It’s beautiful. It’s addictive. It’s dangerous. It’s Fitspo.
If you’re a human being living in 2015 you’ll have come into contact with some sort of #fitspo. It dominates Instagram feeds, is used in mainstream advertising, and is probably the screen-saver of every fifth woman you know.
For some people it’s a get-your-butt-off-the-couch source of inspiration, making them more active and healthy – both positive things.
But for others, it’s a dangerous, all-pervasive force: a movement that triggers obsessive behaviour and another impossible body standard for women to compare themselves to, and ultimately, fall short of.
It’s everywhere. It’s growing. And it has the potential to screw up the body image of a whole generation of women.
“Even when women report that they find these images motivating (and many women say that they do), they often acknowledge that the comparisons with their own bodies leave them feeling worse about themselves and their appearance,” says clinical psychologist Olivia Patrick.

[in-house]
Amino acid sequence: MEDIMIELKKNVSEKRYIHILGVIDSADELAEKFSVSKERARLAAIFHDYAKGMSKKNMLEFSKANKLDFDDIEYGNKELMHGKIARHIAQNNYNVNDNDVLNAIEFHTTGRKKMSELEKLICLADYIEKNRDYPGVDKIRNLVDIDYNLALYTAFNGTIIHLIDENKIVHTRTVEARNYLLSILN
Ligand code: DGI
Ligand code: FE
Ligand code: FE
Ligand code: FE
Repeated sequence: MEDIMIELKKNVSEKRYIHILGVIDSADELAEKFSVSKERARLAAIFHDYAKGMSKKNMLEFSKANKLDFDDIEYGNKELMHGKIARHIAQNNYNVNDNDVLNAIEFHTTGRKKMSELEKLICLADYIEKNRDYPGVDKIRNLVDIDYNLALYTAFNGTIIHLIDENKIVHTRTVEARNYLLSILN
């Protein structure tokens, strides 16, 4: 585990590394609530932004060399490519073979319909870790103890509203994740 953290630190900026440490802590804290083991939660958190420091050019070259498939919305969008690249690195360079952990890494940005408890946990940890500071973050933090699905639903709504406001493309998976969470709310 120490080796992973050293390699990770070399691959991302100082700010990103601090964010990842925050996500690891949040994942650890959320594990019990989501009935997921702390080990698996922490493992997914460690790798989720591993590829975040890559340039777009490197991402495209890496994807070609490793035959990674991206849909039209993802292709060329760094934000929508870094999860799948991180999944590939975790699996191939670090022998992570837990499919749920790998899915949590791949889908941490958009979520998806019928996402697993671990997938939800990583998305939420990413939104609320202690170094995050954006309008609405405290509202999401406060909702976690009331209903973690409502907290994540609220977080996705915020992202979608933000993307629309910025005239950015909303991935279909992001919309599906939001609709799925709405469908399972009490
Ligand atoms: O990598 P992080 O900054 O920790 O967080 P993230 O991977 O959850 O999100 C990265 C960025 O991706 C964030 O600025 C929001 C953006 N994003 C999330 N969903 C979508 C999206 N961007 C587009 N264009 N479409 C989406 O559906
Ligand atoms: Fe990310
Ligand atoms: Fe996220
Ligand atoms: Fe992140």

An unapologetic rant: “Everyone, stop shaming me about sugar.”
Fitspo, short for fitspiration, is hugely visual: it promotes toned, taught, FIT bodies in stylish workout gear. The fitspo uniform is small Nike bike shorts and a colourful crop. And a tan and a six-pack. Exhibit A:
Its core purpose is to motivate people to diet, exercise and lose weight by flooding them with what they could look like (see above). It encourages people to share their own weight-loss success stories, all in the name of encouraging others to replicate them.